Here is the president at an Arlington health-care rally in March.
So what this means is, is that small business owners and middle-class families, they're going to be able to be part of what's called a big pool of customers that can negotiate with the insurance companies. And that means they can purchase more affordable coverage in a competitive marketplace. (Applause.) So they're not out there on their own just shopping. They're part of millions of people who are shopping together. And if you still can't afford the insurance in this new marketplace, even though it's going to be cheaper than what you can get on your own, then we're going to offer you tax credits to help you afford it -– tax credits that add up to the largest middle-class tax cut for health care in American history. (Applause.)
Here is The Hill today, working from Joint Committee on Taxation numbers.
Taxpayers earning less than $200,000 a year will pay roughly $3.9 billion more in taxes — in 2019 alone — because of healthcare reform, according to the Joint Committee on Taxation, Congress' official scorekeeper for legislation.
The new law raises $15.2 billion over 10 years by limiting the medical expense deduction, a provision widely used by taxpayers who either have a serious illness or are older.
Taxpayers can currently deduct medical expenses in excess of 7.5 percent of their adjusted gross income. Starting in 2013, most taxpayers will only be allowed to deducted expenses greater than 10 percent of AGI. Older taxpayers are hit by this threshold increase in 2017.
Once the law is fully implemented in 2019, the JCT estimates the deduction limitation will affect 14.8 million taxpayers — 14.7 million of them will earn less than $200,000 a year. These taxpayers are single and joint filers, as well as heads of households.
"Loss of this deduction will mean higher taxes for 14.7 million individuals and families making under $200,000 a year in 2019," Sen. Chuck Grassley (R-Iowa) told The Hill. "The new subsidy for health insurance would not be available to offset this tax increase for most of these households."
What, you actually believed Obama when he promised not one dime more in taxes for those making less than $250k?? Sucker...!
It is interesting to note that most Americans -- a whopping 63% -- expect taxes to increase due to Obama's policies. Philip Klein offers this observation:
...putting the policy debate aside for the moment and looking at things from a purely political perspective, if this poll is any indication, it looks like Obama is losing the argument. Unless the White House can change this perception, Republicans are likely to have a lot more success this fall's elections painting Democrats as tax hikers, than they did in 2006 or 2008.
Yeah, I'd say that's a pretty decisive failure on a key argument. Of course, it probably doesn't help The One much that personal incomes are slumping - it's hard to accept paying the government more and more of your hard-earned money when you're getting less of it to begin with. And a long-term unemployment rate of around 10% is not exactly something to write home about, either.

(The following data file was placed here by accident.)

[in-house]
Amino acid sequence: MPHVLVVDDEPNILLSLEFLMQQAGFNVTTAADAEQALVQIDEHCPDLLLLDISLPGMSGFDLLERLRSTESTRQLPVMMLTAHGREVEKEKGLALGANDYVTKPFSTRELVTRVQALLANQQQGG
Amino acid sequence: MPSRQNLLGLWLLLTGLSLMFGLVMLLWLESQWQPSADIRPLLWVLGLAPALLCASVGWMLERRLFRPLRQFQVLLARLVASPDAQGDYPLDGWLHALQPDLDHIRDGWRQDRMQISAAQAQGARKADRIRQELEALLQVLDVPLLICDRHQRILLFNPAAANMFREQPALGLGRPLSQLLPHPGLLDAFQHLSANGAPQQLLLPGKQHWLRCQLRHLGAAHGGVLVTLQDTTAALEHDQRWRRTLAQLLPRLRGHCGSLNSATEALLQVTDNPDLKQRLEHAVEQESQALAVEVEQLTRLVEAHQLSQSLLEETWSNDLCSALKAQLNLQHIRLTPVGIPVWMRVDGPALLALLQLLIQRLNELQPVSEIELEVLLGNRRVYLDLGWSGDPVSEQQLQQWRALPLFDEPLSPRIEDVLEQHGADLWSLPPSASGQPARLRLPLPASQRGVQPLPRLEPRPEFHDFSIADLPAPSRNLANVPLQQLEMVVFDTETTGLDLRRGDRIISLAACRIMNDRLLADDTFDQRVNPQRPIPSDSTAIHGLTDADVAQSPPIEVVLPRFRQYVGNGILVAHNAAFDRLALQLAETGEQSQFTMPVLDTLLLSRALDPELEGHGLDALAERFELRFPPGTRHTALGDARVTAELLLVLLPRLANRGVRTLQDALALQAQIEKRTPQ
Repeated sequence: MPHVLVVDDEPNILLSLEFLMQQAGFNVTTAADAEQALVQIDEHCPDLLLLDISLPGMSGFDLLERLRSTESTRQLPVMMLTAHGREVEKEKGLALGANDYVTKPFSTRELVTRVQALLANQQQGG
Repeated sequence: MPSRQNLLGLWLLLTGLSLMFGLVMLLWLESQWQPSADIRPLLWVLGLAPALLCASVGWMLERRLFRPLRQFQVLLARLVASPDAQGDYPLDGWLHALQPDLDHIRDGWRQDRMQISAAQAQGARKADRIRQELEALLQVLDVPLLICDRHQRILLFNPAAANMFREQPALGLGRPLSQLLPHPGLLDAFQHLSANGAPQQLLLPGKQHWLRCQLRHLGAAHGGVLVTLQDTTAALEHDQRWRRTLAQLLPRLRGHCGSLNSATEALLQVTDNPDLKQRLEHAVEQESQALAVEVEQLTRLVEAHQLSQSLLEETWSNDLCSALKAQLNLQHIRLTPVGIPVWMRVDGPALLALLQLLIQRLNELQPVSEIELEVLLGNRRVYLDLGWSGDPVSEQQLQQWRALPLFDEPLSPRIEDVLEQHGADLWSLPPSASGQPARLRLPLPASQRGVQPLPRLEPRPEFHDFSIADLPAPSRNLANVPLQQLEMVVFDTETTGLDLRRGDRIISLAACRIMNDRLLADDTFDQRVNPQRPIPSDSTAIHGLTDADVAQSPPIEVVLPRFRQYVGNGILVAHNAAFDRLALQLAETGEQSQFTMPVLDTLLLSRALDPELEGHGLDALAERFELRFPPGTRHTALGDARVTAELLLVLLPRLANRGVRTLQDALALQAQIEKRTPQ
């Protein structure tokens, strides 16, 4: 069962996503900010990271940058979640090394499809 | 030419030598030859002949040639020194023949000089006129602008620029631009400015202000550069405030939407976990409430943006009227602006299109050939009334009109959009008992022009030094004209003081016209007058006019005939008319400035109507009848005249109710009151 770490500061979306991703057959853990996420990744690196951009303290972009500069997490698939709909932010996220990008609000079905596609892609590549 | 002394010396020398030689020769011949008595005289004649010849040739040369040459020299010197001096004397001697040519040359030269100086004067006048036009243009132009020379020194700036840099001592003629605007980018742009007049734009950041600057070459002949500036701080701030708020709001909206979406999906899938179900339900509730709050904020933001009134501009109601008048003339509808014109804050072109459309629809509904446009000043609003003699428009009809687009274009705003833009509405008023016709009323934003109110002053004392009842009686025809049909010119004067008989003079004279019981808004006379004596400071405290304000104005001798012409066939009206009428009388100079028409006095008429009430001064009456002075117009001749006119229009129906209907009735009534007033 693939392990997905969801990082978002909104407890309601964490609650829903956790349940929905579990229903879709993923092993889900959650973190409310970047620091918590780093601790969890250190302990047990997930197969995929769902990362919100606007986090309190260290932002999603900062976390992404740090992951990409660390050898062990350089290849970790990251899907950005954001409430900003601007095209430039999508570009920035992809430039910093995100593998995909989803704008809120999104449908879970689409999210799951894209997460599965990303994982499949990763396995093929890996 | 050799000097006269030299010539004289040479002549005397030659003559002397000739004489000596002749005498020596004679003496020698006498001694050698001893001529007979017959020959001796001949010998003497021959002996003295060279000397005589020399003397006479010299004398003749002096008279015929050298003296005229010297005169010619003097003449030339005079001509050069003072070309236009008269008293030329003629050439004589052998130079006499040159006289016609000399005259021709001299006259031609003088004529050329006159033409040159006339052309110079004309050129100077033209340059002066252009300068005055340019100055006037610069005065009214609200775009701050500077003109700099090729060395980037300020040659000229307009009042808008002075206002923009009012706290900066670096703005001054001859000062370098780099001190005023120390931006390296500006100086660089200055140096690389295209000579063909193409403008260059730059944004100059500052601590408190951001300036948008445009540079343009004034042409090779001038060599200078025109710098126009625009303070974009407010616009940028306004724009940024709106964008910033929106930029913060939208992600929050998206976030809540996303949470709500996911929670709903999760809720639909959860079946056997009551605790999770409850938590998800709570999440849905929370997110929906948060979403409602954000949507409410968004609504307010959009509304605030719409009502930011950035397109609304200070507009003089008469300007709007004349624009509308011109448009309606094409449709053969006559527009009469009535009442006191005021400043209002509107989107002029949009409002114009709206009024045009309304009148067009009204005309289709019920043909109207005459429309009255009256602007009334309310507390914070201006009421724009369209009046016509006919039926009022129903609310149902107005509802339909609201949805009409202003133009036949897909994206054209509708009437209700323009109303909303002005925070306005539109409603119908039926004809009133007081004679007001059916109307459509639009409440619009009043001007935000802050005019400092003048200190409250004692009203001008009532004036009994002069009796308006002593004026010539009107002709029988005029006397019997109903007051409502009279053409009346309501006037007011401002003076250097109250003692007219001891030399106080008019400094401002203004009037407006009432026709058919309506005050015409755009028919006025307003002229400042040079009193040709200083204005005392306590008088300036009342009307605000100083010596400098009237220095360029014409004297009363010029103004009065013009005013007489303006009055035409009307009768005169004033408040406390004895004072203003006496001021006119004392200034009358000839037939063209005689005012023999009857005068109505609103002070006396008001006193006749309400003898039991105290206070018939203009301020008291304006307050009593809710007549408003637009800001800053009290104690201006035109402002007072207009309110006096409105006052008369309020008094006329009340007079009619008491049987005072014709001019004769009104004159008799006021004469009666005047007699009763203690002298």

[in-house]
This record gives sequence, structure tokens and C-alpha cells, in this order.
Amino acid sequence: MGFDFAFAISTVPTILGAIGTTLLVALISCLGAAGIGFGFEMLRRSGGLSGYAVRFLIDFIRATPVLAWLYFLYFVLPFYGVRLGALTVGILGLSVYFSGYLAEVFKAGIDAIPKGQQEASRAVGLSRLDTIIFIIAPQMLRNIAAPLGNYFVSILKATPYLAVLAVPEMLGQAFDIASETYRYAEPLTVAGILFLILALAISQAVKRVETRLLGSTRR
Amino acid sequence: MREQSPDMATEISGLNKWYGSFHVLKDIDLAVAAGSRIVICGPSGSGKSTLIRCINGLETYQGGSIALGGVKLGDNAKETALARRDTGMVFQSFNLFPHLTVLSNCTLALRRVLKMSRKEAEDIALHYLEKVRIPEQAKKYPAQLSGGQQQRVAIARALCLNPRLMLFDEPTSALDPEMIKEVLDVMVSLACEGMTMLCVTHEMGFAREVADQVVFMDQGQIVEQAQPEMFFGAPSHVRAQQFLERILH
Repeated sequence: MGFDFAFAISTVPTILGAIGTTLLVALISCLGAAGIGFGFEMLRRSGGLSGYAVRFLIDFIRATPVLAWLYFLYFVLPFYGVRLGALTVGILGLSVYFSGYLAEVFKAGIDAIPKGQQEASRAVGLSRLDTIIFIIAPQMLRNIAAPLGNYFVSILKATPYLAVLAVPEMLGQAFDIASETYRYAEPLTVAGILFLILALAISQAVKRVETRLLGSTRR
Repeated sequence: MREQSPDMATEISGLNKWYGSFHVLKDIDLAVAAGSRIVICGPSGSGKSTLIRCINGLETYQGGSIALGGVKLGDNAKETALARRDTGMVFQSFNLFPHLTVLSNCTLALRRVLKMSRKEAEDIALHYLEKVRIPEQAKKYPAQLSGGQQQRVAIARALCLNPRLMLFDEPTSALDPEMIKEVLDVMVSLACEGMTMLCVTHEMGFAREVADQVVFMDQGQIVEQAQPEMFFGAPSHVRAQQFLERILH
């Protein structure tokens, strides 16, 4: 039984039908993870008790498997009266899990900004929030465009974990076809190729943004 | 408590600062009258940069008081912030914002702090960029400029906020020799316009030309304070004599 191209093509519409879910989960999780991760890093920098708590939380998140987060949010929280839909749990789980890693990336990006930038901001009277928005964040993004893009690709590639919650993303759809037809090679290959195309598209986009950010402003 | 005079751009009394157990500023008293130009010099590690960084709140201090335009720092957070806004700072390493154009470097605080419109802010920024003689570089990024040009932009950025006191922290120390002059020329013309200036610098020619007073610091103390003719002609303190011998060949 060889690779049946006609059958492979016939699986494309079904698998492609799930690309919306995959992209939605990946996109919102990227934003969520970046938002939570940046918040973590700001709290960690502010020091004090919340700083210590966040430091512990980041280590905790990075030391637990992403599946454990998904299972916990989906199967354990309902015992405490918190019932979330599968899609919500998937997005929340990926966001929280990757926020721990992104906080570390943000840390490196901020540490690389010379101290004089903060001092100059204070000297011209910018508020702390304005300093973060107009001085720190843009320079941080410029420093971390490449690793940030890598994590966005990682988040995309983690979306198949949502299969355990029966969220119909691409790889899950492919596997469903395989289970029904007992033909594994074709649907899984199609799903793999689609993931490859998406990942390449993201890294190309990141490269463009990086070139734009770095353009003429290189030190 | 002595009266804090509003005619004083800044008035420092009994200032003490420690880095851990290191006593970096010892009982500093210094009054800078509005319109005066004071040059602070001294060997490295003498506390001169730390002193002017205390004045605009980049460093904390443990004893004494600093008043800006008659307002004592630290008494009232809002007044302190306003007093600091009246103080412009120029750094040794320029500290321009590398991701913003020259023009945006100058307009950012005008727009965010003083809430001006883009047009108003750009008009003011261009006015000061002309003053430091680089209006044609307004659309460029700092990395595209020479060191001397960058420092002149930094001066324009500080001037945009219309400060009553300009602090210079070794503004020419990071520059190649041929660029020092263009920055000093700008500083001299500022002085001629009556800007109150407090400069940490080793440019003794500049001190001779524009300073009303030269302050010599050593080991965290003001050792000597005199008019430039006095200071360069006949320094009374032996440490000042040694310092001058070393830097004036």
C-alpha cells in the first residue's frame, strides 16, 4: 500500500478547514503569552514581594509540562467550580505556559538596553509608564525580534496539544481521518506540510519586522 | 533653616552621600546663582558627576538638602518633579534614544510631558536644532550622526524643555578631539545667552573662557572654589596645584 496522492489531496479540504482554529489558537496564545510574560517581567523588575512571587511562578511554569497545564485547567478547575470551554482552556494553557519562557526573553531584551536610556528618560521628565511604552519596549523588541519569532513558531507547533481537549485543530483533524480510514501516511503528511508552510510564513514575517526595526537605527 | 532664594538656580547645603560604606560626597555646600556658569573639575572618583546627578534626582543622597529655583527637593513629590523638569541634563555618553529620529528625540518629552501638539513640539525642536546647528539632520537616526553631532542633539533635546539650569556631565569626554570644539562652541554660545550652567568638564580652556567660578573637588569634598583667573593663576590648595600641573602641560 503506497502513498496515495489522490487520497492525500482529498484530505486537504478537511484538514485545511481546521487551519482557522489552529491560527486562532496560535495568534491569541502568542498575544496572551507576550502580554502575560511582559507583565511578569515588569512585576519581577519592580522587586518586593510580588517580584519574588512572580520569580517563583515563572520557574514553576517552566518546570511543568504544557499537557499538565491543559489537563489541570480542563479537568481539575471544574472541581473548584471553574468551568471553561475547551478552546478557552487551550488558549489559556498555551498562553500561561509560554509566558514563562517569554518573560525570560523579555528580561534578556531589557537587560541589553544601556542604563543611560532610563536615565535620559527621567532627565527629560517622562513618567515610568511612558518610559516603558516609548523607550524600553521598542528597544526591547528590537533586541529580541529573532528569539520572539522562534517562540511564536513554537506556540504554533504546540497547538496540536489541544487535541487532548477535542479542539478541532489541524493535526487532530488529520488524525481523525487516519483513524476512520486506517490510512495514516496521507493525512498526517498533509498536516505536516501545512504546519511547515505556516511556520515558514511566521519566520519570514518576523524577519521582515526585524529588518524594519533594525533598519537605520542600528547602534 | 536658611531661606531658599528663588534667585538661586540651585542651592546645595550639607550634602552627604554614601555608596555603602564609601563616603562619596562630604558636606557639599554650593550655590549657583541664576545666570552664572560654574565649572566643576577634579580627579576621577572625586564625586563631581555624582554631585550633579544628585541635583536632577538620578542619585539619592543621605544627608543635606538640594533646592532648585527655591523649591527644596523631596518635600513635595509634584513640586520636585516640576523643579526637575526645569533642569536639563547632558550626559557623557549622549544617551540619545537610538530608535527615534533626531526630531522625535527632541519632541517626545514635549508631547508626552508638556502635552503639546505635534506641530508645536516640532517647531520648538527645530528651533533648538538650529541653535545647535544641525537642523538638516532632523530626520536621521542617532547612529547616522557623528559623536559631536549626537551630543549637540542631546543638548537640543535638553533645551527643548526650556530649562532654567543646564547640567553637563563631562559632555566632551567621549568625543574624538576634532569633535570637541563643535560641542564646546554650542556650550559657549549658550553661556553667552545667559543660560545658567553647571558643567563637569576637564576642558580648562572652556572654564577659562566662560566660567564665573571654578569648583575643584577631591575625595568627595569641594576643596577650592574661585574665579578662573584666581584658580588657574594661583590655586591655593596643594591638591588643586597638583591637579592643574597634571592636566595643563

So how will this affect the next couple of elections? Sean Trende at RealClearPolitics.com has a very interesting column, an excerpt of which includes:
So how bad could 2010 get for the Democrats? Let me say upfront that I tend to agree with analysts who argue that if we move into a "V"-shaped recovery and President Obama's job approval improves, Democratic losses could be limited to twenty or twenty-five seats.
That said, I think those who suggest that the House is barely in play, or that we are a long way from a 1994-style scenario are missing the mark. A 1994-style scenario is probably the most likely outcome at this point. Moreover, it is well within the realm of possibility - not merely a far-fetched scenario - that Democratic losses could climb into the 80 or 90-seat range. The Democrats are sailing into a perfect storm of factors influencing a midterm election, and if the situation declines for them in the ensuing months, I wouldn't be shocked to see Democratic losses eclipse 100 seats.
If unemployment doesn't abate and incomes don't rise much, President Obama could easily be hovering around 40% approval in November.
Or less, but that's just me. Obviously, there's a whole lot more to it than just these components, so check out the link for a whole buncha' statistical support that show this shaping up to be a truly historical election, and not in a way that will please elected Dems.
Regardless, it's a pretty well established fact that most elections turn on the economy more than anything else, and as long as Obama's policies continue (and especially if even more of them are implemented), it's not going to improve, no matter how productive or resilient the American people may be.
If that's the case, it'll be an electoral massacre, and then there's a chance to bring America some genuine recovery and restored freedom.
There's my two cents.